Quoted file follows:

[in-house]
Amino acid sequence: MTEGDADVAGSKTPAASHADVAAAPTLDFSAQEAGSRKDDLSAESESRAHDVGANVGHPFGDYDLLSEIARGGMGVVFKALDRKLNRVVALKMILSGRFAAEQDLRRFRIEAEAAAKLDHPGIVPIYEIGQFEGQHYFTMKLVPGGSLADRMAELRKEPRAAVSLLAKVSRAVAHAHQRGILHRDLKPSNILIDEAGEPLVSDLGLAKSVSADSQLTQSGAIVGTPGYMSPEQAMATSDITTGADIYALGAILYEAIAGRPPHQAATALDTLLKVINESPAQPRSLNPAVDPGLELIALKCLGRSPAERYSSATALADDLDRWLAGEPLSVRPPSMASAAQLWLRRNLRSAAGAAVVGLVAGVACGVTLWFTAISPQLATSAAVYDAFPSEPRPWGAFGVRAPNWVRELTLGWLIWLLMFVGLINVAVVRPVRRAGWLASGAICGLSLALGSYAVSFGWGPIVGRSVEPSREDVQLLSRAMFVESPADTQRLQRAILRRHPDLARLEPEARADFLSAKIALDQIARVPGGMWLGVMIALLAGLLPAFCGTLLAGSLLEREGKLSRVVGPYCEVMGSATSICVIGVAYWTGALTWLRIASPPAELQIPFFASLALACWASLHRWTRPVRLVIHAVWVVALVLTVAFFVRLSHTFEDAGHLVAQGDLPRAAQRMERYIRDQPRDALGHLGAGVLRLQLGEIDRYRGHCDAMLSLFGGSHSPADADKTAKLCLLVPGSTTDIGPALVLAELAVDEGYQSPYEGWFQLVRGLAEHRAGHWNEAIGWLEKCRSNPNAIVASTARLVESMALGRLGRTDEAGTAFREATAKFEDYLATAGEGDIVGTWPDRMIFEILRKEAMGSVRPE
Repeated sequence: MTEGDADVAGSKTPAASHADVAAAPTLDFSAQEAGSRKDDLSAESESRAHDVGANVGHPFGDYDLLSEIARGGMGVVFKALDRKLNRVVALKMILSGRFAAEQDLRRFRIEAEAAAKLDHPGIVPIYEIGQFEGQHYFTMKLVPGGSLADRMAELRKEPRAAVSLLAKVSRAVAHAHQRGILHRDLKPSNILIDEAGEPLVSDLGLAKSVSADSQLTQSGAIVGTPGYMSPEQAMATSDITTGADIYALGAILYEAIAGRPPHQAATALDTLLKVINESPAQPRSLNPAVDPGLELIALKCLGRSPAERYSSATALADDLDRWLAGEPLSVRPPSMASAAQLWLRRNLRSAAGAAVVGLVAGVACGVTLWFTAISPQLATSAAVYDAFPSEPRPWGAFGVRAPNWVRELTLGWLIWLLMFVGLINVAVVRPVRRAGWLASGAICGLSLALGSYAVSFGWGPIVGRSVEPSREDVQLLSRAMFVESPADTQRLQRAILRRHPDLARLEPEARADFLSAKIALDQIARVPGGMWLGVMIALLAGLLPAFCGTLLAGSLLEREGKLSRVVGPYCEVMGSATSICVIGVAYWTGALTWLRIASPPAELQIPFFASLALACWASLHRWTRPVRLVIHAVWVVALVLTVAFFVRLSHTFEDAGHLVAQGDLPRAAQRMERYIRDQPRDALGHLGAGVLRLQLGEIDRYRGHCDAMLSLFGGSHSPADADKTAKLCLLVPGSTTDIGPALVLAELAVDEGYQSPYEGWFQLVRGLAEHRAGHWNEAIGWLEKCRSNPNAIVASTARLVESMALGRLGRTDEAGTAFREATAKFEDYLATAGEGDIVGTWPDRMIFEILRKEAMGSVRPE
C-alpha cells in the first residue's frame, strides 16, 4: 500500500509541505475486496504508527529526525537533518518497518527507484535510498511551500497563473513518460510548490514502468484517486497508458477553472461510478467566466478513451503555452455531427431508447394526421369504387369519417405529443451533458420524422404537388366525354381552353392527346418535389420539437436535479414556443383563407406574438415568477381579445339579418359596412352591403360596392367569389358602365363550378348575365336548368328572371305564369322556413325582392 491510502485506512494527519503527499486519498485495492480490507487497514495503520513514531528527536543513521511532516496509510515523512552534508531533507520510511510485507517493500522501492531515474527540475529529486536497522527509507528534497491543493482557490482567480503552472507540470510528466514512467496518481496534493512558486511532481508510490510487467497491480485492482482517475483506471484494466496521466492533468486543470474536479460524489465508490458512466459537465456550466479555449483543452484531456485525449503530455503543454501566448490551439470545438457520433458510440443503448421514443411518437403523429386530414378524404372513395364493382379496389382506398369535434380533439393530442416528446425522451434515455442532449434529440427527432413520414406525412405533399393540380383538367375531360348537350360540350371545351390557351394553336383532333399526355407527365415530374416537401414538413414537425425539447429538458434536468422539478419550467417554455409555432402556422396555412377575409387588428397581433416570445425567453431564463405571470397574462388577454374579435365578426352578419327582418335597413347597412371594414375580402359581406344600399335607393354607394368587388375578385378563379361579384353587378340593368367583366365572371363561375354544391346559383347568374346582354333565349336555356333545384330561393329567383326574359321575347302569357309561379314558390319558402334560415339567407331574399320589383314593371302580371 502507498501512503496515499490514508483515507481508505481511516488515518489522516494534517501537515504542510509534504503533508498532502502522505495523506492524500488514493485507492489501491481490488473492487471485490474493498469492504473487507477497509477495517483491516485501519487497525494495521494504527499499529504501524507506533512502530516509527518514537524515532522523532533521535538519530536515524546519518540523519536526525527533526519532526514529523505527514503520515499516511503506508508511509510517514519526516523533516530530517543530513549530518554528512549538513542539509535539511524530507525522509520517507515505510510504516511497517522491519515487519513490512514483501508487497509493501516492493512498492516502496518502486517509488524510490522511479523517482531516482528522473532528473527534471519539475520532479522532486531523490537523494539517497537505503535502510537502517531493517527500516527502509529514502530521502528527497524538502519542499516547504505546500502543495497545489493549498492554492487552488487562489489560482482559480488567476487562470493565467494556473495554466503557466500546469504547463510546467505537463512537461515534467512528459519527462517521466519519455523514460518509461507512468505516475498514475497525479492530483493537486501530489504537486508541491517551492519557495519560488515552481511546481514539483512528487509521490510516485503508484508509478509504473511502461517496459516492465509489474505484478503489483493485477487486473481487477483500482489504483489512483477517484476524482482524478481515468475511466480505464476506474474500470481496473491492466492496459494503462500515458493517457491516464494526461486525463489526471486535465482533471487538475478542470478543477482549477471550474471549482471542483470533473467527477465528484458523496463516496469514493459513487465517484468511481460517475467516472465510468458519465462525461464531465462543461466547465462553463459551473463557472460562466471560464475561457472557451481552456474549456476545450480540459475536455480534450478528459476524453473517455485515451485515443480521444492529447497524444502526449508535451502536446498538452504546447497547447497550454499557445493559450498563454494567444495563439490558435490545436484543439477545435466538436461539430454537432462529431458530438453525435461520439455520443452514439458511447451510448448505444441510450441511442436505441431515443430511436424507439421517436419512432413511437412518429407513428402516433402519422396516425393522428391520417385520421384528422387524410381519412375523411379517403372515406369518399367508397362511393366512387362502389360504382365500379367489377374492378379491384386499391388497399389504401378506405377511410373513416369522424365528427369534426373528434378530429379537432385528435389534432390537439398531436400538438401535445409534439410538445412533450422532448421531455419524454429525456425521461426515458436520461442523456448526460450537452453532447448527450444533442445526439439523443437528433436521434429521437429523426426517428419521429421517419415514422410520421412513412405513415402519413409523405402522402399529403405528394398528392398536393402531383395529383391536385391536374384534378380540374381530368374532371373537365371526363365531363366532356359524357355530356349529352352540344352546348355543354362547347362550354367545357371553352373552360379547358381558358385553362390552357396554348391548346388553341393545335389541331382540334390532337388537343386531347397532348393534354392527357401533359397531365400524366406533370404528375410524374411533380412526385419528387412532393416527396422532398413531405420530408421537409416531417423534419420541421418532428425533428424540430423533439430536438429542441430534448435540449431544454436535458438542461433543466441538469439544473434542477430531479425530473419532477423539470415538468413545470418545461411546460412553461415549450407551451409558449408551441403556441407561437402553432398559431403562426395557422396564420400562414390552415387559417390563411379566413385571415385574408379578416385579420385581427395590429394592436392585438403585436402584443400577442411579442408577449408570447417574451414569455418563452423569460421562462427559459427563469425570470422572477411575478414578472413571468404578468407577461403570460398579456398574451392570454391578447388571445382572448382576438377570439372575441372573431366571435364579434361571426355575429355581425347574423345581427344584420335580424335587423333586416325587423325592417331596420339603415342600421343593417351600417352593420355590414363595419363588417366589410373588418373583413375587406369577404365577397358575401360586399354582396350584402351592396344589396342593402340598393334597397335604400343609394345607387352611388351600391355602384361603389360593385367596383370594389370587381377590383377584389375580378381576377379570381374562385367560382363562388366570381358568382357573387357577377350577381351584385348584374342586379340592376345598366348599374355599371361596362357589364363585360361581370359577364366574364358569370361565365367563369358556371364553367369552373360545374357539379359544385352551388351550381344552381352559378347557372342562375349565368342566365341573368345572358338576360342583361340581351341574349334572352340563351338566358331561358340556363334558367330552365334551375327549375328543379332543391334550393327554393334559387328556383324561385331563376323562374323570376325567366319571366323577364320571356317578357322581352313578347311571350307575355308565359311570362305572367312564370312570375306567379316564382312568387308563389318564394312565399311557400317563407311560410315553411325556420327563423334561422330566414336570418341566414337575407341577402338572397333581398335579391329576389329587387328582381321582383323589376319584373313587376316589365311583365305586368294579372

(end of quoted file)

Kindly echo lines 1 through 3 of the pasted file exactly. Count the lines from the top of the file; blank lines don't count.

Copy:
[in-house]
Amino acid sequence: MTEGDADVAGSKTPAASHADVAAAPTLDFSAQEAGSRKDDLSAESESRAHDVGANVGHPFGDYDLLSEIARGGMGVVFKALDRKLNRVVALKMILSGRFAAEQDLRRFRIEAEAAAKLDHPGIVPIYEIGQFEGQHYFTMKLVPGGSLADRMAELRKEPRAAVSLLAKVSRAVAHAHQRGILHRDLKPSNILIDEAGEPLVSDLGLAKSVSADSQLTQSGAIVGTPGYMSPEQAMATSDITTGADIYALGAILYEAIAGRPPHQAATALDTLLKVINESPAQPRSLNPAVDPGLELIALKCLGRSPAERYSSATALADDLDRWLAGEPLSVRPPSMASAAQLWLRRNLRSAAGAAVVGLVAGVACGVTLWFTAISPQLATSAAVYDAFPSEPRPWGAFGVRAPNWVRELTLGWLIWLLMFVGLINVAVVRPVRRAGWLASGAICGLSLALGSYAVSFGWGPIVGRSVEPSREDVQLLSRAMFVESPADTQRLQRAILRRHPDLARLEPEARADFLSAKIALDQIARVPGGMWLGVMIALLAGLLPAFCGTLLAGSLLEREGKLSRVVGPYCEVMGSATSICVIGVAYWTGALTWLRIASPPAELQIPFFASLALACWASLHRWTRPVRLVIHAVWVVALVLTVAFFVRLSHTFEDAGHLVAQGDLPRAAQRMERYIRDQPRDALGHLGAGVLRLQLGEIDRYRGHCDAMLSLFGGSHSPADADKTAKLCLLVPGSTTDIGPALVLAELAVDEGYQSPYEGWFQLVRGLAEHRAGHWNEAIGWLEKCRSNPNAIVASTARLVESMALGRLGRTDEAGTAFREATAKFEDYLATAGEGDIVGTWPDRMIFEILRKEAMGSVRPE
Repeated sequence: MTEGDADVAGSKTPAASHADVAAAPTLDFSAQEAGSRKDDLSAESESRAHDVGANVGHPFGDYDLLSEIARGGMGVVFKALDRKLNRVVALKMILSGRFAAEQDLRRFRIEAEAAAKLDHPGIVPIYEIGQFEGQHYFTMKLVPGGSLADRMAELRKEPRAAVSLLAKVSRAVAHAHQRGILHRDLKPSNILIDEAGEPLVSDLGLAKSVSADSQLTQSGAIVGTPGYMSPEQAMATSDITTGADIYALGAILYEAIAGRPPHQAATALDTLLKVINESPAQPRSLNPAVDPGLELIALKCLGRSPAERYSSATALADDLDRWLAGEPLSVRPPSMASAAQLWLRRNLRSAAGAAVVGLVAGVACGVTLWFTAISPQLATSAAVYDAFPSEPRPWGAFGVRAPNWVRELTLGWLIWLLMFVGLINVAVVRPVRRAGWLASGAICGLSLALGSYAVSFGWGPIVGRSVEPSREDVQLLSRAMFVESPADTQRLQRAILRRHPDLARLEPEARADFLSAKIALDQIARVPGGMWLGVMIALLAGLLPAFCGTLLAGSLLEREGKLSRVVGPYCEVMGSATSICVIGVAYWTGALTWLRIASPPAELQIPFFASLALACWASLHRWTRPVRLVIHAVWVVALVLTVAFFVRLSHTFEDAGHLVAQGDLPRAAQRMERYIRDQPRDALGHLGAGVLRLQLGEIDRYRGHCDAMLSLFGGSHSPADADKTAKLCLLVPGSTTDIGPALVLAELAVDEGYQSPYEGWFQLVRGLAEHRAGHWNEAIGWLEKCRSNPNAIVASTARLVESMALGRLGRTDEAGTAFREATAKFEDYLATAGEGDIVGTWPDRMIFEILRKEAMGSVRPE